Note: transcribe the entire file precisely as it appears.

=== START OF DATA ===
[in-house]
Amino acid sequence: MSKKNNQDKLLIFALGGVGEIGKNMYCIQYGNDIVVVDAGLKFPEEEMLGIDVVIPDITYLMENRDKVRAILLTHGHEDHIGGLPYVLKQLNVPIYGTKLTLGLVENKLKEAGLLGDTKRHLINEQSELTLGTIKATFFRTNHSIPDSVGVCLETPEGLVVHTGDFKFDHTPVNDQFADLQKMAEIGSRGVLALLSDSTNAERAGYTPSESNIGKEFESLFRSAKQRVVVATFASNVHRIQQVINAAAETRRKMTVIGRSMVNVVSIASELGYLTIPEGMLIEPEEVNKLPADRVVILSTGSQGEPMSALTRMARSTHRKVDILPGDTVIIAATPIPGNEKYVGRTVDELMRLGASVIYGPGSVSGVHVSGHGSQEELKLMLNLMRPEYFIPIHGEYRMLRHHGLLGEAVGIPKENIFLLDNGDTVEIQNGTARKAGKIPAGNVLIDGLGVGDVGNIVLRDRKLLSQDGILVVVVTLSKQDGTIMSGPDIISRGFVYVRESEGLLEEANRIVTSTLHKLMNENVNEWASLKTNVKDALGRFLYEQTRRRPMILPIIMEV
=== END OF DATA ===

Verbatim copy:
[in-house]
Amino acid sequence: MSKKNNQDKLLIFALGGVGEIGKNMYCIQYGNDIVVVDAGLKFPEEEMLGIDVVIPDITYLMENRDKVRAILLTHGHEDHIGGLPYVLKQLNVPIYGTKLTLGLVENKLKEAGLLGDTKRHLINEQSELTLGTIKATFFRTNHSIPDSVGVCLETPEGLVVHTGDFKFDHTPVNDQFADLQKMAEIGSRGVLALLSDSTNAERAGYTPSESNIGKEFESLFRSAKQRVVVATFASNVHRIQQVINAAAETRRKMTVIGRSMVNVVSIASELGYLTIPEGMLIEPEEVNKLPADRVVILSTGSQGEPMSALTRMARSTHRKVDILPGDTVIIAATPIPGNEKYVGRTVDELMRLGASVIYGPGSVSGVHVSGHGSQEELKLMLNLMRPEYFIPIHGEYRMLRHHGLLGEAVGIPKENIFLLDNGDTVEIQNGTARKAGKIPAGNVLIDGLGVGDVGNIVLRDRKLLSQDGILVVVVTLSKQDGTIMSGPDIISRGFVYVRESEGLLEEANRIVTSTLHKLMNENVNEWASLKTNVKDALGRFLYEQTRRRPMILPIIMEV